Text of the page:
Project HOPE’s Alumni Association continues the mammoth project of organizing and archiving six decades of HOPE history.
The Association’s vice president, Debbie Reister, is coordinating the effort. This year’s preservation plan has included two on-site visits to Project HOPE headquarters in Millwood, Va. The most recent team included John Wilhelm, Debbie Reister, Janis Reister, Faye Pyles, Faith Garver and Irene Machado.
The endeavor started in 2013 when Debbie approached HOPE board members asking if she could help “save the history of Project HOPE.” Debbie says there was already an archive, but it was limited in scope and not easily accessible. Although there were many photos, “Nobody could really see them,” she says.
Debbie’s professional background is in Medical Records Administration, so archiving data was not as daunting to her as it might have been to others. Debbie worked for Project HOPE for 25 years in many parts of the world: Egypt, Grenada, Portugal, Czechoslovakia, Poland, Kazakhstan, as well as at HOPE’s headquarters. Her professional background and history with HOPE has given her the tools and knowledge to undertake the lead role in archiving.
In 2014, Project HOPE’s Alumni Association purchased PastPerfect Museum Software and worked with the IT department to set up the laborious process, which required some in-house time at corporate headquarters in Virginia for the Michigan resident.
Due to recent storage changes, a new home had to be found for dozens of boxes of documents: books, newsletters, press releases, scrapbooks, diaries, press clippings, proposals, reports, personal correspondence, etc. The most historically significant pieces are being methodically organized, sometimes by subject matter, geographic region, date – depending on which system makes sense for the type of document. Old movies of HOPE voyages and 33 1/3 records of public service announcements may be made available for public viewing through YouTube.
As thousands of pictures are scanned and added to the virtual online gallery, the alumni volunteers also make every attempt to identify dates, people and places – a process that can be difficult with the photos that have no accompanying captions.
And although the project is tedious, these “HOPIES” have fun reminiscing – and sometimes marveling – at some of the things they come across. There are scrapbooks full of press clippings from news outlets all over the world. Many of the stories that were reported are heartwarming accounts of lives improved and saved.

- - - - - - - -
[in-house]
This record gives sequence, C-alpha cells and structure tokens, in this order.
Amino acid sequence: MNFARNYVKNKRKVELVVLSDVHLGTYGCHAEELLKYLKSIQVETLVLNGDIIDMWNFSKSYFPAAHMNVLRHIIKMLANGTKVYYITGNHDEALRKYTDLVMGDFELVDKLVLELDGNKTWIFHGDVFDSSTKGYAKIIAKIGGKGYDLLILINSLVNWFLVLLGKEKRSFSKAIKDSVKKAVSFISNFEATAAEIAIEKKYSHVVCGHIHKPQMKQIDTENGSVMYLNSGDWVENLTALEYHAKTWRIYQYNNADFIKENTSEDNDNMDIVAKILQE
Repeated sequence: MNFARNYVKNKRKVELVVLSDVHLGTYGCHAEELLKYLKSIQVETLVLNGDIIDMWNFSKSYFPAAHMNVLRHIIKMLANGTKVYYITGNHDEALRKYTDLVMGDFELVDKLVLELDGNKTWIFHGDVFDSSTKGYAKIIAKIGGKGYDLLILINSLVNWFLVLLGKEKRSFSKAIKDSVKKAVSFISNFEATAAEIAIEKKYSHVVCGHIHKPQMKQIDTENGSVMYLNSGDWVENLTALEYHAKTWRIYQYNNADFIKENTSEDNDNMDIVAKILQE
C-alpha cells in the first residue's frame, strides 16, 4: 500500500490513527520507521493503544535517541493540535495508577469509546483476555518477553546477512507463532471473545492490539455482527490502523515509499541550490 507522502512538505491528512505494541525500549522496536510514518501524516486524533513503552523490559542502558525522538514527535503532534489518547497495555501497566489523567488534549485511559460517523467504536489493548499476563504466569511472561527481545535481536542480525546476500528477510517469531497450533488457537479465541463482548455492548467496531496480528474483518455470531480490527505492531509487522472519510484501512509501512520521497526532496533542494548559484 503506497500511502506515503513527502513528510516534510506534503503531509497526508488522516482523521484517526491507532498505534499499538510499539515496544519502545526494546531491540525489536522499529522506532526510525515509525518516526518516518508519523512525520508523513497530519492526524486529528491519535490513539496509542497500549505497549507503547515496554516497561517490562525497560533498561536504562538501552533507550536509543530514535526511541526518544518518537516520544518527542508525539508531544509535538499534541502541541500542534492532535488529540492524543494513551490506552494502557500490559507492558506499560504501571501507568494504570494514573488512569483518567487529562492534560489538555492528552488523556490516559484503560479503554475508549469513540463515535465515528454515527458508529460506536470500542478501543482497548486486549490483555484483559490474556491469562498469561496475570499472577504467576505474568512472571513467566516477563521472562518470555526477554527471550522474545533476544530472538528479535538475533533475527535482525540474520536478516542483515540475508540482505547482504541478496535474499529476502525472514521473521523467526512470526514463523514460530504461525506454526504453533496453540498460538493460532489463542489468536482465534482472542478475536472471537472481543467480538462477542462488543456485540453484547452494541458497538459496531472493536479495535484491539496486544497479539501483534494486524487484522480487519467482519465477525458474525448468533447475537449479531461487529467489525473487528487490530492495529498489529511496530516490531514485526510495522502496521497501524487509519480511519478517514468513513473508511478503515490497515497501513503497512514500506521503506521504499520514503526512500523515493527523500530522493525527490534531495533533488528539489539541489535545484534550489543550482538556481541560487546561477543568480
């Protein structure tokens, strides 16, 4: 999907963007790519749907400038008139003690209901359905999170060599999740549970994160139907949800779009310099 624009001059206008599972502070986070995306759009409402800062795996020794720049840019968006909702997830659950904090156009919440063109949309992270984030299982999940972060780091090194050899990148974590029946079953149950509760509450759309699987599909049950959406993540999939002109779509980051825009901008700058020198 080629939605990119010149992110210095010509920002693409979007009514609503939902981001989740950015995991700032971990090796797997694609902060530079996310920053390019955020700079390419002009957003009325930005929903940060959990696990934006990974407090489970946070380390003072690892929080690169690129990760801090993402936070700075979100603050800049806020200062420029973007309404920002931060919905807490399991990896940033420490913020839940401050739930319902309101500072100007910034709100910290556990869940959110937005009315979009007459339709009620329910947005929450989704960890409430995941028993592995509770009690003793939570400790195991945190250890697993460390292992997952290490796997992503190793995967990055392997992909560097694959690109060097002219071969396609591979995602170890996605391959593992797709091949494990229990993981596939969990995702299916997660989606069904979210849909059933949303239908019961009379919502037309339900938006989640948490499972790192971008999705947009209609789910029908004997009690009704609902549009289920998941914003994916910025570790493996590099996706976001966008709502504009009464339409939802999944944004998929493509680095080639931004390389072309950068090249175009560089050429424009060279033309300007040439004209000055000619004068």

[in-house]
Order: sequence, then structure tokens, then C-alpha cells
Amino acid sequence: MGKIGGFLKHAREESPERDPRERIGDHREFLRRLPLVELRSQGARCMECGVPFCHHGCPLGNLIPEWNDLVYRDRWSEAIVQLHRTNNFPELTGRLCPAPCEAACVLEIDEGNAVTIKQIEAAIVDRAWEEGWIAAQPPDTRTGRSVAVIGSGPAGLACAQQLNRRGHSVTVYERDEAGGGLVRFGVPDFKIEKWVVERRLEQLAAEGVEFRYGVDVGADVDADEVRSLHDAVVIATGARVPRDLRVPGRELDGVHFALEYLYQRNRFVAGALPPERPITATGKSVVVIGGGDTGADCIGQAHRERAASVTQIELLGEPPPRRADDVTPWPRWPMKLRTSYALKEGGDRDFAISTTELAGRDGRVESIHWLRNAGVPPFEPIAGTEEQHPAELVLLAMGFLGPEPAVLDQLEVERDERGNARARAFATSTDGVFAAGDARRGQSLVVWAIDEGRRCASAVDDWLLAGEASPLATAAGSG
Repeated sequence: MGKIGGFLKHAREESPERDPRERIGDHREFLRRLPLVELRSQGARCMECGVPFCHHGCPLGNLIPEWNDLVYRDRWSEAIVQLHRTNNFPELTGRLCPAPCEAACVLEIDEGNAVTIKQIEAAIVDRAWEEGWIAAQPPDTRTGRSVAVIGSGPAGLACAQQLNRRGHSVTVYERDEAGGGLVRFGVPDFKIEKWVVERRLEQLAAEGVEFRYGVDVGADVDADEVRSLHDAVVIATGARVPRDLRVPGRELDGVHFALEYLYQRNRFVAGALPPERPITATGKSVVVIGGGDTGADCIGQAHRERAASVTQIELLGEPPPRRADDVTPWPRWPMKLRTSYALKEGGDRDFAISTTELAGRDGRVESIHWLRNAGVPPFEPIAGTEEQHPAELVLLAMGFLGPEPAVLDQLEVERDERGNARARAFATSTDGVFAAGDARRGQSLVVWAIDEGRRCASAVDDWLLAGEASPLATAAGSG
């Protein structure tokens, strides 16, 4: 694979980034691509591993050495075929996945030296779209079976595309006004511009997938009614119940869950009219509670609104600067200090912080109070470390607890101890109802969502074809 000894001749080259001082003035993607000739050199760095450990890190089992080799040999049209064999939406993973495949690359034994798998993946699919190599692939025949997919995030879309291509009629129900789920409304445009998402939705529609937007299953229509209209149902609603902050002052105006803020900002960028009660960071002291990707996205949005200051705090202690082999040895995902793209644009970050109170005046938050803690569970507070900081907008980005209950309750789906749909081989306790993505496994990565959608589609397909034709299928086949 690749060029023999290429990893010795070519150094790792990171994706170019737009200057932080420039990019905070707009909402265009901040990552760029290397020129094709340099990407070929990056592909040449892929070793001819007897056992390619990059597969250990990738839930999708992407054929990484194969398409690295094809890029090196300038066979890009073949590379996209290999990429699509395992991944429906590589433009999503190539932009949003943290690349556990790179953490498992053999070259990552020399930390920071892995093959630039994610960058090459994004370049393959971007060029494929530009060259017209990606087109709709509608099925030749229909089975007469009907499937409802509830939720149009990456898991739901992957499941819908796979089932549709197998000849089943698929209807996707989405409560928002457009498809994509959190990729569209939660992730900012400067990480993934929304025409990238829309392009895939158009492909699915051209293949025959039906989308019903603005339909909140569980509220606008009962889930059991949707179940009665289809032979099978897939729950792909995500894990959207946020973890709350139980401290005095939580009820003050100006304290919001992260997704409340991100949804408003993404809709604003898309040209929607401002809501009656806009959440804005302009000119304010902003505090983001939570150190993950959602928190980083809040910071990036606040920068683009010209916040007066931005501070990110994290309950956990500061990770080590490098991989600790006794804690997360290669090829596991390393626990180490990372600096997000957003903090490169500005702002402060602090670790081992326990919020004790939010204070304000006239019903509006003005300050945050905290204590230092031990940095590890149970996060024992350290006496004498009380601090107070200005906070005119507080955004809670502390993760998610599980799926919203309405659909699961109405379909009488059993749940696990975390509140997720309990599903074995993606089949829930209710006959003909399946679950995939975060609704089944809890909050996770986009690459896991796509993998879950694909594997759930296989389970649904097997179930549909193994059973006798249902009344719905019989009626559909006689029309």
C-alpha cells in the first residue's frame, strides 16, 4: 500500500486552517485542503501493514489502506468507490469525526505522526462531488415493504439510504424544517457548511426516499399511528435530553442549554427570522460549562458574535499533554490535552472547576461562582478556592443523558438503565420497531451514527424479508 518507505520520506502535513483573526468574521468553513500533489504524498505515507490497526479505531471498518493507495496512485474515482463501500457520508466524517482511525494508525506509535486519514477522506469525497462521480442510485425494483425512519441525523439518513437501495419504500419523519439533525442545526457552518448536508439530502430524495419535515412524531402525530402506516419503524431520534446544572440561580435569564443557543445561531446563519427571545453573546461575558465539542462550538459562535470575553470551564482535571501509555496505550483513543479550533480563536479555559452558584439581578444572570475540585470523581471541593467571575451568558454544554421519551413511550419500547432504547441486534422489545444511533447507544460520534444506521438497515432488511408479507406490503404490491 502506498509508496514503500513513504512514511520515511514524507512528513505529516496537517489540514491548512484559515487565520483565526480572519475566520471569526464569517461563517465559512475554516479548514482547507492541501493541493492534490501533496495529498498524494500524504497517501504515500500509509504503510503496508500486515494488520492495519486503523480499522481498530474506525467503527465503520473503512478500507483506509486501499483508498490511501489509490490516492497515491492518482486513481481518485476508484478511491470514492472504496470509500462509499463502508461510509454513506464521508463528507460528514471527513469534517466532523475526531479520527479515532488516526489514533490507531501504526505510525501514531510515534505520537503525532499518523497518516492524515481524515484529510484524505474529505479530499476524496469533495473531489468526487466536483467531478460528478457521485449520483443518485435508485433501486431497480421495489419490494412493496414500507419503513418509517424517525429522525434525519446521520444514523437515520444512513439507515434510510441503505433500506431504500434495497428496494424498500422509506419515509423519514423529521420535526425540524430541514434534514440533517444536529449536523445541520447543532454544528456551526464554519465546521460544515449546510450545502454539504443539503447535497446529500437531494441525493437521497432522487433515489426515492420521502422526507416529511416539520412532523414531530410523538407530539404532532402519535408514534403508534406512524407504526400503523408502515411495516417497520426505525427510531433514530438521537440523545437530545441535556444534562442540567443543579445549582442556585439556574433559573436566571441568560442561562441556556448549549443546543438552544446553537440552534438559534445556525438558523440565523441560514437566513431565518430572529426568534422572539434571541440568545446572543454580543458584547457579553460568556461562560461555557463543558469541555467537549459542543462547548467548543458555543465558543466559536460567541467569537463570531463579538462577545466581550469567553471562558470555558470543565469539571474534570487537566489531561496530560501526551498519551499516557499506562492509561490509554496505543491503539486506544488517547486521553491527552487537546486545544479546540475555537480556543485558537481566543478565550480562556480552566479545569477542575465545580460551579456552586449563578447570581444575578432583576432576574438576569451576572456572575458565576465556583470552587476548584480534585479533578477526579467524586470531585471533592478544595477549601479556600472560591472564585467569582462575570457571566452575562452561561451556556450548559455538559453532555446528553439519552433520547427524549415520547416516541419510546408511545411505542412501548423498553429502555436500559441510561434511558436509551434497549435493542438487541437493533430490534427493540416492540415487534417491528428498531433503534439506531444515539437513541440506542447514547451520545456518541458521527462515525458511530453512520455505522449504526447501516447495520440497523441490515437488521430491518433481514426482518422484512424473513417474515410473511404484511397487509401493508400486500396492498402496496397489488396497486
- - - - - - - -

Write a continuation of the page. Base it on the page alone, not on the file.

“As we go through the old press clippings, sometimes we’ll come across historic world events that we didn’t even realize HOPE was there for,” says Faye, a Project HOPE alumna and HOPE’s 2013 Volunteer of the Year. Faye had wanted to be part of Project HOPE since she was a little girl reading about the SS HOPE in her Weekly Reader magazine, so the archive project has been particularly gratifying for her.
And then there are the celebrities and renowned public figures who are pictured in association with Project HOPE – often in terms of fundraising benefits: Bob Hope, Sargent Shriver, Sir John Gielgud, Olivia De Havilland, Jimmy Stewart, Zsa Zsa Gabor, Charleton Heston, Shirley Temple, Ronald Reagan, Robert Kennedy, Henry Kissinger.
Perhaps one of the most profound pieces of memorabilia the group has come across is a copy of the paperwork documenting the conversion of the USS Consolation navy hospital ship to the SS HOPE. In 1958, Dr. William Walsh persuaded U.S. President Dwight D. Eisenhower to donate the ship. Over the next two years, the SS HOPE was refitted and equipped for its new role as a peace-time hospital ship. American doctors, nurses and technologists volunteered their skills and knowledge with the people of developing nations – teaching while healing. For every American on board, a counterpart would be trained. The volunteers were moved by this document, emblematic of the birth of Project HOPE.
The group continues to make progress, but the project will never really end. “We just keep plugging away at it,” says Debbie. “The process is ongoing, as Project HOPE continues to make history.”
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